SIFs, also known as Overdose Prevention Sites or Supervised Consumption Centers, have operated for years in at least 66 cities in Europe, Canada and Australia. They reduce overdose mortality, cut transmission of HIV and hepatitis C, decrease public injecting and the presence of dirty needles in streets and parks, and even reduce local crime and violence rates — all while improving health. Despite millions of injections carried out by thousands of people, no one has ever died of an overdose at an SIF, according to Brandon Marshall, an associate professor of epidemiology at Brown University, who has studied these programs.
Instead, opponents argue that SIFs “enable” addiction — and that by mitigating risk, they prolong drug use by preventing people with addiction from suffering the consequences needed to motivate them to recover. In 2017, anti-SIF residents and politicians in Seattle organized a ballot initiative to block the city’s SIF plans, which garnered more than 47,000 signatures and qualified it for a vote. (The referendum was later blocked by a judge for procedural reasons).
In an op-ed laying out his opposition, Redmond, Wash., city council member David Carson put it this way: “It’s difficult to see how enabling addicts to continue a terribly destructive lifestyle is compassionate. Every recovering addict will tell you that they had to hit rock bottom before they wanted to change and that desire must drive their recovery.” Similar comments have been heard from opponents in San Francisco, Philadelphia and elsewhere.
The concept of “enabling” comes from 12-step recovery, based on the self-help group Alcoholics Anonymous. The idea is that friends and family must not support loved ones while they continue to use drugs or help them avoid dangerous consequences — otherwise, they might delay “rock bottom.” The vast majority of addiction treatment providers in America teach this perspective, even though there’s no research to support the idea that “enabling” is harmful.
Gigabytes of real-world data show the opposite. In the 1990s, the “enabling” argument was used to fight clean needle programs to prevent the spread of disease — and it helped delay their implementation. Even today, states with growling levels of IV drug use, such as Indiana and Florida, continue to have fights over these programs. Officials in Indiana have shut down several because of moral fears about enabling.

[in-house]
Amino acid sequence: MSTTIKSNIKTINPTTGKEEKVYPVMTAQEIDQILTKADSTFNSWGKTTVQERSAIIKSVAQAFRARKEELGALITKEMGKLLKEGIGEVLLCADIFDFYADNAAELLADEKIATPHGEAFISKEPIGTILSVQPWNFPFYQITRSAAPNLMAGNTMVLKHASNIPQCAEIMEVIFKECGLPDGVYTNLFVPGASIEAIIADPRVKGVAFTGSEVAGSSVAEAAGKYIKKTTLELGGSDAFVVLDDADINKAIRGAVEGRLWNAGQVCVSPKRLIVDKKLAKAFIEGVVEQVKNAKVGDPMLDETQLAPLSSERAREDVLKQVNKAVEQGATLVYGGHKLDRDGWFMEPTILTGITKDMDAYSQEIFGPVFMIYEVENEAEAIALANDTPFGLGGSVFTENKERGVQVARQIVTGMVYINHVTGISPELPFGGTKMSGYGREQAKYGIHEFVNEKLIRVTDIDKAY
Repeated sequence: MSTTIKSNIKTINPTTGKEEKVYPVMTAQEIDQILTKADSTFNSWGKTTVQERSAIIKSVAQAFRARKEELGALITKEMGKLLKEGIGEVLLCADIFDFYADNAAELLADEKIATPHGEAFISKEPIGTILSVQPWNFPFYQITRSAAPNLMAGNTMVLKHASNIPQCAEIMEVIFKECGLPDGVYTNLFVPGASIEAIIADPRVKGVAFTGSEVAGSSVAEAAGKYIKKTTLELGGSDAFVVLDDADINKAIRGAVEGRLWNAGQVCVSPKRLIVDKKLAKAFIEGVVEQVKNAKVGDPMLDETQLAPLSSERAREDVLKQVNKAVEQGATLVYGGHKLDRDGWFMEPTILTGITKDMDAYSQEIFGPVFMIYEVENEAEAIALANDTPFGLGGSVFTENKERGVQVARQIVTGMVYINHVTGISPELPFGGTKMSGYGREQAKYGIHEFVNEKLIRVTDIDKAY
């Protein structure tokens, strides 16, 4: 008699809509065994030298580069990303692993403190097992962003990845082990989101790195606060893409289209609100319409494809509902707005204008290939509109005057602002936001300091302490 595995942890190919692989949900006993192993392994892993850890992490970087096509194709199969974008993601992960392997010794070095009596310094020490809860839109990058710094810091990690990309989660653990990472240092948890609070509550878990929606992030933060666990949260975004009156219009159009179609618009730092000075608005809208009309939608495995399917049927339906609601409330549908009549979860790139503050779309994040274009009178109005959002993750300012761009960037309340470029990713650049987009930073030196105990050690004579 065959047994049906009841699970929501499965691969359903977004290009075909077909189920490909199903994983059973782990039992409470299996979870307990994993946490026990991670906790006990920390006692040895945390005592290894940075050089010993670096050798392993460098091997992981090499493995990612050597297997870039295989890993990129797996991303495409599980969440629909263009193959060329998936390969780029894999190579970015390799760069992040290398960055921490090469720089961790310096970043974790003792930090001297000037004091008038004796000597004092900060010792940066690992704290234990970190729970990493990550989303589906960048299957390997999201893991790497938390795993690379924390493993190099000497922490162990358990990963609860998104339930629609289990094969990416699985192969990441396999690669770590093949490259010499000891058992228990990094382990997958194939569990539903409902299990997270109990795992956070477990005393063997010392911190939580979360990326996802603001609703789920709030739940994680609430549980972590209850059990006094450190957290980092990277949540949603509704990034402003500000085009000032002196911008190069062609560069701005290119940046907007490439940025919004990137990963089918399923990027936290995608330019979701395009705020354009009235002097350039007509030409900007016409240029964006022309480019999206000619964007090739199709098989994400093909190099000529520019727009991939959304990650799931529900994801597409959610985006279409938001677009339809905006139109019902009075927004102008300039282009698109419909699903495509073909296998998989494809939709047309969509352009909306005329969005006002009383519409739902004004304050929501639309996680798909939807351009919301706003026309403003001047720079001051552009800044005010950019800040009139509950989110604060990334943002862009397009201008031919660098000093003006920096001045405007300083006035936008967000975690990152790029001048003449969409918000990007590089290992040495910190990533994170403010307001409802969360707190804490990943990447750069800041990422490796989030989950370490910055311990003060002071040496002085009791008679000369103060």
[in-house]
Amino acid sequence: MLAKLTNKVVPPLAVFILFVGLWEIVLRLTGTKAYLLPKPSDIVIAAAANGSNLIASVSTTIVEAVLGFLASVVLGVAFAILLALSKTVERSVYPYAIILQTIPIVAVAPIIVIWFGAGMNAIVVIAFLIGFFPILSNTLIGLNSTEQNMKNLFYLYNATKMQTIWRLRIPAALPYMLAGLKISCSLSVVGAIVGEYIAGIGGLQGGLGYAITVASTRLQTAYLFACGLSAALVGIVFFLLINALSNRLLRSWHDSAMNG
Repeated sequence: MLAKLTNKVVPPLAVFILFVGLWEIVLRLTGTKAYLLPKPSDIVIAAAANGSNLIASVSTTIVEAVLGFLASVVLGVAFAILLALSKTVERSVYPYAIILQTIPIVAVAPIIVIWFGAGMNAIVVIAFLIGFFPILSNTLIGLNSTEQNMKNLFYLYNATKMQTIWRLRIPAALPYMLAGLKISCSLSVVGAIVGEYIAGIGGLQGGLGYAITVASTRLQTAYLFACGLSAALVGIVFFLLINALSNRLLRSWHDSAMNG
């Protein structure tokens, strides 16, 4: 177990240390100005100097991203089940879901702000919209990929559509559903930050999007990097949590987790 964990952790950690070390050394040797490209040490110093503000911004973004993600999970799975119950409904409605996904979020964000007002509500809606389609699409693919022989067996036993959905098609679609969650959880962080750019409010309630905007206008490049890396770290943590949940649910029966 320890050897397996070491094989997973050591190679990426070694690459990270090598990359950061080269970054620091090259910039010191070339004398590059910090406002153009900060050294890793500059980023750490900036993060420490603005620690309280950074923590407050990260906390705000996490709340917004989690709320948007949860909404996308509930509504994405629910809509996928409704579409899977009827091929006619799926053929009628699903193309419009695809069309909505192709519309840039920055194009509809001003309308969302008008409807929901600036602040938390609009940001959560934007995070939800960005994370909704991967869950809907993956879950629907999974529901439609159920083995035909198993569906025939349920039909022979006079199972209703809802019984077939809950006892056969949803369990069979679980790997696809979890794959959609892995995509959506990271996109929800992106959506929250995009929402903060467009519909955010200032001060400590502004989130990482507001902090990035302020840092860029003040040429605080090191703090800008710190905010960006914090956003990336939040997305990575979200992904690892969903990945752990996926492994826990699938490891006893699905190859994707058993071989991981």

People not wanting centers in their back yards and arguments about the example such programs might set for children also were common. However, European countries that didn’t have strong opposition from a treatment system imbued with the belief “enabling” is bad implemented programs far more quickly.
Cities that moved forward found — and research repeatedly demonstrated — that syringe exchanges neither encourage children to take up drugs nor deter those who are already addicted from recovery. On the contrary, people who participate are more likely to seek treatment, not less.
Yet concern about “enabling” persists, even as syringe access programs are shown to reduce the spread of HIV. New York state saw its infection rate among IV drug users plunge from 50 percent to less than 3 percent after expanding these programs.
While the United States continues to fret over SIFs, countries in Europe in Canada have moved on to other measures, including providing free, pharmaceutical grade heroin to people who are addicted. If recovery isn’t possible unless someone is forced to “hit bottom,” free heroin should keep people from even bothering to try to quit. But that’s not what happens. A review of the now-abundant literature on heroin prescribing in the United Kingdom, Germany, Holland and Canada shows that they improve health, employment and yes, treatment and abstinence rates in these otherwise-intractable cases.
If making life worse for people is the best way to spur recovery, poor folks, homeless people and prisoners should be the most likely to succeed in treatment. But again, research shows that people with more resources and support do better — not those who are in the direst straits.
This shouldn’t be counterintuitive: Addiction is defined by the National Institute on Drug Abuse and psychiatry’s diagnostic bible, the DSM, as compulsive drug use that continues despite negative consequences. The problem is not an absence of suffering but a deficit of hope and alternatives. If stigma, isolation and being ostracized fought addiction, we wouldn’t be having the worst overdose crisis in history now. If horrible experiences made people kick drugs, no one would ever relapse after one bout of cold-turkey opioid withdrawal.
It’s long past time to retire the ideas of “enabling” and “hitting bottom” and let drug policy be guided by data, not a desire to punish perceived immorality. As a person who once struggled with cocaine and heroin addiction, I know that being treated with kindness and respect can feel like a complete novelty during active addiction — and rather than responding by becoming more self-destructive, people typically become less so.
When people feel valued rather than judged, regardless of whether they continue to take drugs, they begin to value themselves more. Once people feel safe and cared for, it’s much easier to make changes that otherwise frighten them. As with needle exchange and heroin prescribing, frequent SIF users are more likely to seek further help, not less.
In medicine, there’s no other group of patients for whom “disabling” and social rejection is a treatment goal: If we truly believe that addiction is a health problem, not a moral weakness, we need to treat it like one and allow SIFs and other harm reduction programs to enable recovery by saving lives.